Common multi-word phrases that nearly rhyme with demeanors:

3 syllables:
picky eaters,
strip heaters,
jimmy burns,
binge eaters,
bring readers,
bring teachers,
hiring teachers,
skinny girls,
spring peepers,
string teachers,
cheer leaders,
cheery words,
fiche readers,
fiery words,
his features,
his readers,
his teachers,
it features,
jimmy burke,
lip readers,
parish leaders,
pithy words,
silly birds,
silly girls,
silly words,
there features,
thick features,
thrill seekers,
tricky words,
which features,
which readers,
which teachers,
with features,
with leaders,
with teachers,
witty words,
filmy ferns,
him either,
jimmy heard,
man eaters,
chief features,
death eaters,
flesh eaters,
fussy eaters,
heavy eaters,
rural leaders,
where readers,
youthful leaders,
minnie pearl,
rhynie chert,
witty verse

4 syllables:
jimmy powers,
jimmy connors,
jimmy conors,
adding features,
asking readers,
asking teachers,
benign features,
vietminh leaders,
assist teachers,
career teachers,
clear features,
clear leaders,
equip teachers,
equipped teachers,
their readers,
until teachers,
chimney fires,
jimmie rodgers,
jimmy byrnes,
jimmy rodgers,
jimmy rogers,
nearby nerves,
silly answers,
afpfl leaders,
extra features,
extra teachers,
office seekers,
jittery nerves

Some other possibilities:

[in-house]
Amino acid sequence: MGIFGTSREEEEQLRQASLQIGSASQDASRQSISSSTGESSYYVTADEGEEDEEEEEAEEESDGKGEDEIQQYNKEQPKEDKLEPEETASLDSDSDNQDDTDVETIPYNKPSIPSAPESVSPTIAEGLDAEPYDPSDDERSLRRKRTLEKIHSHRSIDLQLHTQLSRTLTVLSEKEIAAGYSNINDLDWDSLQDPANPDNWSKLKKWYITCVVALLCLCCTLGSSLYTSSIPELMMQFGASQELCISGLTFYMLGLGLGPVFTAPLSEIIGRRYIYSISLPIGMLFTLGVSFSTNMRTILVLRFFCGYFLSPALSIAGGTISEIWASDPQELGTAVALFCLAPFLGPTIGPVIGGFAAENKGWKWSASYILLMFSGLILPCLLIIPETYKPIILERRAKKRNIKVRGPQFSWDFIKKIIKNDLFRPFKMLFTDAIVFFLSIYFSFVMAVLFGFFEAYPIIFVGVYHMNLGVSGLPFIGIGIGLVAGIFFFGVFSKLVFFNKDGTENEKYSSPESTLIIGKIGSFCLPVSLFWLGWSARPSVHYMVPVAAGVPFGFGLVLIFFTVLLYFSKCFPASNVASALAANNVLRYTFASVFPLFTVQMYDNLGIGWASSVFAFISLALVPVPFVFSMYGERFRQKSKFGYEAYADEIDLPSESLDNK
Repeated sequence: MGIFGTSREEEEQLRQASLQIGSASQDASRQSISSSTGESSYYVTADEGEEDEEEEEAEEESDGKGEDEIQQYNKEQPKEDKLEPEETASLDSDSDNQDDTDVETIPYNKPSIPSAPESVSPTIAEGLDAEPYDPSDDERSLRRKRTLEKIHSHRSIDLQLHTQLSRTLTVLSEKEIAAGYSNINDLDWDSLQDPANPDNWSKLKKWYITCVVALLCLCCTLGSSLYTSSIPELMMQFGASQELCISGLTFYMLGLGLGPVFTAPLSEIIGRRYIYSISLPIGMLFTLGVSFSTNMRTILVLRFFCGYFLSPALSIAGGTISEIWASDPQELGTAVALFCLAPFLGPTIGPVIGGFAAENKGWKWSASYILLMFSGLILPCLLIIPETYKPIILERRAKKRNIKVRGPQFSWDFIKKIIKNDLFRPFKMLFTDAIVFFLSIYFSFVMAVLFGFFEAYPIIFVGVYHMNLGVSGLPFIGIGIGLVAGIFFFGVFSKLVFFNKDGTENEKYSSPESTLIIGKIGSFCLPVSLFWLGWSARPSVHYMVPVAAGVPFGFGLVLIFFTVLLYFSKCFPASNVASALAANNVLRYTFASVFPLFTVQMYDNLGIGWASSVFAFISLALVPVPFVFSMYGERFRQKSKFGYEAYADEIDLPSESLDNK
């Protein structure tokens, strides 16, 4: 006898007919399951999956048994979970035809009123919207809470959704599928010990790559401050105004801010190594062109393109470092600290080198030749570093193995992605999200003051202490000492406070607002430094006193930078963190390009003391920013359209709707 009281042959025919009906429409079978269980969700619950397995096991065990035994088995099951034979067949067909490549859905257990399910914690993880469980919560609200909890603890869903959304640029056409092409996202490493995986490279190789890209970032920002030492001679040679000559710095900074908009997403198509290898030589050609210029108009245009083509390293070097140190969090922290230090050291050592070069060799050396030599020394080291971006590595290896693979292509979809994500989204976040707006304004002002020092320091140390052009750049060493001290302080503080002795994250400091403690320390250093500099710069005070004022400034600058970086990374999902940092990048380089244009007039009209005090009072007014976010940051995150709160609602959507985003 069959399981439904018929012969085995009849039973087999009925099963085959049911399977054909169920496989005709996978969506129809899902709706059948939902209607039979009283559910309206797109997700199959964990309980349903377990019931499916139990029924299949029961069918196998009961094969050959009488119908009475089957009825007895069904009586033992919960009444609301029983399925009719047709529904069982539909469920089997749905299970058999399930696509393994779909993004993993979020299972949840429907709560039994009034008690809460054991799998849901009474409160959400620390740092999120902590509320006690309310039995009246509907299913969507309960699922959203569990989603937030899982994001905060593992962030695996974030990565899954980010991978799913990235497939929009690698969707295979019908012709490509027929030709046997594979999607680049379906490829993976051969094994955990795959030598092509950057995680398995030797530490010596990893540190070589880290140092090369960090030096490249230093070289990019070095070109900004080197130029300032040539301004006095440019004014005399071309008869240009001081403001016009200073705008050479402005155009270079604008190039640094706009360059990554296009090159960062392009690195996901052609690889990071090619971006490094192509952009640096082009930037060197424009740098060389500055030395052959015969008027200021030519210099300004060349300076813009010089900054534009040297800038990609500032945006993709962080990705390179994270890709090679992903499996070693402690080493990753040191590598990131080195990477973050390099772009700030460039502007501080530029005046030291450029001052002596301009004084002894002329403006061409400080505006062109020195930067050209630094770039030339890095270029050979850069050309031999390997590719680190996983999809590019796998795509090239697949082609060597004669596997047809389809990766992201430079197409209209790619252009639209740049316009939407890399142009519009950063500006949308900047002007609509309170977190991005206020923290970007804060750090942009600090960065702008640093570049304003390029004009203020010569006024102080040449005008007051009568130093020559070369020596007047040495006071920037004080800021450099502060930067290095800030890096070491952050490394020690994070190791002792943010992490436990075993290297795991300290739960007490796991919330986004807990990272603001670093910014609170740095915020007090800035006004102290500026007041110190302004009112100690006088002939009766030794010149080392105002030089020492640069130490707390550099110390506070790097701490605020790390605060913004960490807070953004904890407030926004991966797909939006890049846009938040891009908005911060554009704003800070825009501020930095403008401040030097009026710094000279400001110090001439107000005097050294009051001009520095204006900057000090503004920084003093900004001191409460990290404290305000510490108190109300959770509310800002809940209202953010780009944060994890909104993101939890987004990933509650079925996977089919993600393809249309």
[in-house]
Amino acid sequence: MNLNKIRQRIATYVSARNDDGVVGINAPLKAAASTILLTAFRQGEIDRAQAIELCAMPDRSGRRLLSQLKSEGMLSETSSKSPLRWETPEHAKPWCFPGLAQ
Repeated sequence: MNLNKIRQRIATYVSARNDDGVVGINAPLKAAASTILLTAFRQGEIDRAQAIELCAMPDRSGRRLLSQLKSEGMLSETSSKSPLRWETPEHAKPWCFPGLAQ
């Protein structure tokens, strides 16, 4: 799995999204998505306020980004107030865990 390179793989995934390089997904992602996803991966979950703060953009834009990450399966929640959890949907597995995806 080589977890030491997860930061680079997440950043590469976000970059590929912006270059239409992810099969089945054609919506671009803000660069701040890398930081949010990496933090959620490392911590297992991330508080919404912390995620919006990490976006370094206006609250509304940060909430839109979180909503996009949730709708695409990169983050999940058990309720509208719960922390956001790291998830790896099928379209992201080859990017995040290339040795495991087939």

What's up with this "phrase rhymes" section?

This experimental new tab on RhymeZone shows you phrases that might be good matches for your multi-syllable query word. For example, the word poetry produces phrase rhymes like boba tea and swollen knee and hopeful he and moments we. Some of these (like "boba tea") are single conceptual units, while others (like "hopeful he") are sentence fragments. Both kinds of results may be useful when writing slant rhymes that cross line boundaries, which are popular in hip hop lyrics and musical theater. Typically, RhymeZone's phrase rhymes are assonant (share vowel sounds) with the query word, with some degree of consonant match as well.

You'll often find lots of options in this tab, including many junky ones that don't work well. Stay tuned while we find the right formula!

Commonly used words are shown in bold. Rare words are dimmed.
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